The THNK workshop at SFU | BCBusiness

The THNK workshop at SFU | BCBusiness
The THNK workshop at SFU.

The first THNK school outside Europe aims to teach self-aware, creative leadership in the age of the entrepreneur

How does a leader galvanize people to act?

Tell them a good story with “passion, purpose and authenticity,” stressed a workshop run Friday by THNK, an Amsterdam-originated creative leadership school that is set to open its first doors outside Europe in Vancouver.

Around 75 professionals including a CEO of a non-profit, an in-house lawyer and a partner at a market research company explored the arc of storytelling and its calls to action at SFU Woodward’s campus as part of the inaugural Vancouver Design Week.

From “following your inner compass” to inspiring “emotional attachment,” managing director Sarah Dickinson explored the tools of moving people to act along with fellow Vancouver co-founder Lee Feldman, with whom she worked at Blast Radius, the strategic digital agency he started in 1996, plus executive coach Alex Trisoglio. Dickinson spent 15 years as a brand planner, strategist and social entrepreneur. She previously worked with such firms as Starbucks and Lululemon.

Due to open in the Sun Tower this winter, THNK will offer a new set of creative leadership skills—including social intelligence and being mindful—at mostly c-suite and senior levels with around 30 peer-to-peer students.

The four one-week modules over six months cost between $12,500 and $37,500, depending on the nature of the enterprise, with funding opportunities such as scholarships and bursaries for social enterprise and non-profits. Some of the first cohort are already signed on from Canada, Mexico, U.S., Malaysia and Europe.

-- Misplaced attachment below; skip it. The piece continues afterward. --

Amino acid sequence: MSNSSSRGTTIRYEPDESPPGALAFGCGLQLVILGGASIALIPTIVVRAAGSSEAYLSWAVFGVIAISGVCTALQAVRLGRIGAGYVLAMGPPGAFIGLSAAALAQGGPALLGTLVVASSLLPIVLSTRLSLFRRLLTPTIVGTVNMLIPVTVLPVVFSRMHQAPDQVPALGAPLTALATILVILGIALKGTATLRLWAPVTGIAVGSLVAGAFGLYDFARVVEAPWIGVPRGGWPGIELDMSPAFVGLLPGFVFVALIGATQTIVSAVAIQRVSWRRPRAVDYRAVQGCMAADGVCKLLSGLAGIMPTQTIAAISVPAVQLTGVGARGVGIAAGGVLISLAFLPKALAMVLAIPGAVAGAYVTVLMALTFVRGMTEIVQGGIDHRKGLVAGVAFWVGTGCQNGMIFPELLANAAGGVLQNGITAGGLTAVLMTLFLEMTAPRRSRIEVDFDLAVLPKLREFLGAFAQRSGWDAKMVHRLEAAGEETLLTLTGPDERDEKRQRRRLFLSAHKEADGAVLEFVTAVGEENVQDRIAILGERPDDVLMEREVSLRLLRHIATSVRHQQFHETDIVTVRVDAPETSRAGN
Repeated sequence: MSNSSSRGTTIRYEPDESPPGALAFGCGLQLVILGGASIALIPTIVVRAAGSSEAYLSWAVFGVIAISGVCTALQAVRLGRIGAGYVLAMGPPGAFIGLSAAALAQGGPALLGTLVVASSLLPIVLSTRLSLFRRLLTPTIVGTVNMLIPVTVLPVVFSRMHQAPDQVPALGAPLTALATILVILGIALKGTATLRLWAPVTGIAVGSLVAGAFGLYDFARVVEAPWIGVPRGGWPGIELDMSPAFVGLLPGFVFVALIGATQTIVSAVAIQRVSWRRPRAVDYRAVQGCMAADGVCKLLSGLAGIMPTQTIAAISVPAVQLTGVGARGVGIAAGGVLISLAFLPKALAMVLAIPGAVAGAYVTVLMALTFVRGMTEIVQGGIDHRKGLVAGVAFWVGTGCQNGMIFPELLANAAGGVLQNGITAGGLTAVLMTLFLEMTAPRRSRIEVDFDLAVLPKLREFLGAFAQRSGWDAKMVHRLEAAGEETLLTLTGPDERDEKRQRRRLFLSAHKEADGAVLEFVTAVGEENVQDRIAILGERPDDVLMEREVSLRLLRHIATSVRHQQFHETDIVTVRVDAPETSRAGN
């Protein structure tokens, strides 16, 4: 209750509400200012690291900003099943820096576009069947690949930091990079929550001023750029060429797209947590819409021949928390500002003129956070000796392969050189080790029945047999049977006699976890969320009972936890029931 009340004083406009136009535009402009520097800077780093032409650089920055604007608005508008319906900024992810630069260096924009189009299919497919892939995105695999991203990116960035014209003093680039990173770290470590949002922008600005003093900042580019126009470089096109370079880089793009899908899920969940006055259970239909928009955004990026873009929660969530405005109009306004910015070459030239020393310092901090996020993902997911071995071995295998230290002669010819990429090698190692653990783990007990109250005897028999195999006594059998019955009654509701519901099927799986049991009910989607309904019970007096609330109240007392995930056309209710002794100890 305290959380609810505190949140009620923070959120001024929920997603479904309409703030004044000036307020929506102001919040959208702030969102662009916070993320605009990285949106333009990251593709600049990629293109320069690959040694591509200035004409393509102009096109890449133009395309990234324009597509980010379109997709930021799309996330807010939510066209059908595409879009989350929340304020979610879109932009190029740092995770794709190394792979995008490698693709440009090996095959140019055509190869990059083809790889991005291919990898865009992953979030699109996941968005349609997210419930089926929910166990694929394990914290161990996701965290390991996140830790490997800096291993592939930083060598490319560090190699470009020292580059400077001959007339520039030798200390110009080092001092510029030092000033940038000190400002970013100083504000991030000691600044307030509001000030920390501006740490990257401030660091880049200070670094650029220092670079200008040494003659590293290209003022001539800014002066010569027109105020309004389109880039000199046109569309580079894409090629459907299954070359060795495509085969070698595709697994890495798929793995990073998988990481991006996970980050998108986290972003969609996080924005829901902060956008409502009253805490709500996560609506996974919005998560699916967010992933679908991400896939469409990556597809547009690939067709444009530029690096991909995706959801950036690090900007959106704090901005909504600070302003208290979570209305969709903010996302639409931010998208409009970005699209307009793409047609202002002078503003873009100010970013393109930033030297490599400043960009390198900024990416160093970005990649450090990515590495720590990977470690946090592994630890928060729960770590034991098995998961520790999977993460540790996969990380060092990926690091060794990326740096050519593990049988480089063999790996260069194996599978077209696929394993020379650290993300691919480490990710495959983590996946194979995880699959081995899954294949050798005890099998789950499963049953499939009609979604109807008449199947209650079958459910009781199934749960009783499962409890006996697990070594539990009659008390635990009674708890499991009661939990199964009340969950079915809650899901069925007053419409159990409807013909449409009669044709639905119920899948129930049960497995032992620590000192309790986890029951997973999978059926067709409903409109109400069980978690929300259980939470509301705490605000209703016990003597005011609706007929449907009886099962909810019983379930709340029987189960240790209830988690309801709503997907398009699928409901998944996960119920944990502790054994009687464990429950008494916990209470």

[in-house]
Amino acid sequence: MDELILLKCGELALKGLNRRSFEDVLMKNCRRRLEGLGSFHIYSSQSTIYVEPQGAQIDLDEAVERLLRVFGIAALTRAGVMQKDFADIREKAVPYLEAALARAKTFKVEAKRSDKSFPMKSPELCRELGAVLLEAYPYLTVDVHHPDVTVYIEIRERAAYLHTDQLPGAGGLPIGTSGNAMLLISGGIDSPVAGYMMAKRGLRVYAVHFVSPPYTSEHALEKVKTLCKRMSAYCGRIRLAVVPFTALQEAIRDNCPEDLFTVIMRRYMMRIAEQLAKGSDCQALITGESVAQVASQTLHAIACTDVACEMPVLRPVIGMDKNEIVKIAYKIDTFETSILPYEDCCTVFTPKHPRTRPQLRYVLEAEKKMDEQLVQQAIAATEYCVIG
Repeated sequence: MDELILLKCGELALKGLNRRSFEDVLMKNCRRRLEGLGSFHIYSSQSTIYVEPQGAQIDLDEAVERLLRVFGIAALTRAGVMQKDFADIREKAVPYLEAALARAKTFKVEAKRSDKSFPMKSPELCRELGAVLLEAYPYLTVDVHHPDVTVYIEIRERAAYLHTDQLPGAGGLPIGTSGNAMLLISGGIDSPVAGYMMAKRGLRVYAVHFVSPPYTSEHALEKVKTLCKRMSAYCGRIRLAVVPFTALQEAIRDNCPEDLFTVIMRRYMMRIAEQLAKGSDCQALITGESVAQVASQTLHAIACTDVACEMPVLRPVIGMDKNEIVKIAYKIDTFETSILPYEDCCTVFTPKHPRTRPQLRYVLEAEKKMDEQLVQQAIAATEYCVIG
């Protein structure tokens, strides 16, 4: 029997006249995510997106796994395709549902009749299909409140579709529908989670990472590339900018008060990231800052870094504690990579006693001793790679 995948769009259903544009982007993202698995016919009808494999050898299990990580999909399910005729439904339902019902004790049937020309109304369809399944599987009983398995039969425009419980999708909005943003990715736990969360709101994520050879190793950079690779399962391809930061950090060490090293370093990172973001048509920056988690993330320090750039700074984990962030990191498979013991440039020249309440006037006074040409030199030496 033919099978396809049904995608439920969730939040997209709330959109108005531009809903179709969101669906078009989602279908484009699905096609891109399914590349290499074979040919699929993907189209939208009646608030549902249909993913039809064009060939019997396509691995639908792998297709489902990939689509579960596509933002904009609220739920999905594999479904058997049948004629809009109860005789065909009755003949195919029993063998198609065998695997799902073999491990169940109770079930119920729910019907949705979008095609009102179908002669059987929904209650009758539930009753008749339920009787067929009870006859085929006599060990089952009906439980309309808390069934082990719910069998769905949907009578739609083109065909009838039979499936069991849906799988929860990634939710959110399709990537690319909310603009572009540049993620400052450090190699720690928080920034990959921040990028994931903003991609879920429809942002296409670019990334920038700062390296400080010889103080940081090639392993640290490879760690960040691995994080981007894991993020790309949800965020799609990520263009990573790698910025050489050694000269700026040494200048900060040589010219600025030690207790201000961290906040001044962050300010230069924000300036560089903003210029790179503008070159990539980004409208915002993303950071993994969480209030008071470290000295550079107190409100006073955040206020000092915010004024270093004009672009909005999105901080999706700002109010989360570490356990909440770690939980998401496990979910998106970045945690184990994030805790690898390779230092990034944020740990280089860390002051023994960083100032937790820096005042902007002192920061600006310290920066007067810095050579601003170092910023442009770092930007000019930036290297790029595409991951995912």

It’s part of a move to a “healthy, whole leadership,” Dickinson explains, that’s far from the 1980s’ megalomaniac Wall Street vision of a leader or the start-up pioneer tied to a server and prioritizing working 80-90 hours weeks over wellbeing. “It’s been replaced by a much different self-aware, creative leader in the age of the entrepreneur,” she continues.

The Vancouver school will see a team of 19 including seven facilitation/coaching staff. Such business leaders such as Dominic Barton, global managing director of McKinsey, are on the global advisory board, while local “stewardship” includes Moura Quayle, professor at the UBC Sauder School of Business and founder of its d.studio, and David Labistour, Mountain Equipment Co-op CEO.

Vancouver wooed visiting original Amsterdam founders Bas Verhart, Rajiv Ball and Menno van Dijk not only because of its links between nature and urbanity as well as Asia, but its lack of history when compared to its European base. “It’s an interesting place when it’s juxtaposed next to Amsterdam, which has historically traded on its very established roots, whereas Vancouver is incredibly forward-looking, a potential-filled and outward-looking perspective which is incredibly exciting,” Dickinson comments. “In addition to its intimate-yet-dynamic mid-size, the relative youth and openness of this city is a staging ground; these are all the right ingredients for THNK.”

Lee Feldman, who attended the first Amsterdam course in 2012 while in the country to set up Blast Radius European HQ, agrees the city’s location is important. “It’s this idea of creative leaders of the 21st century really understanding the new world,” he notes, adding he would like to see the city and Canada play a bigger role in shaping the world, but as yet they lack “bold” leaders. “As an impact investor, and someone who is passionately dedicated to a prosperous future here, I’m hoping to see a school that develops that leadership capacity in Canada and establish us as a place that creates the future.”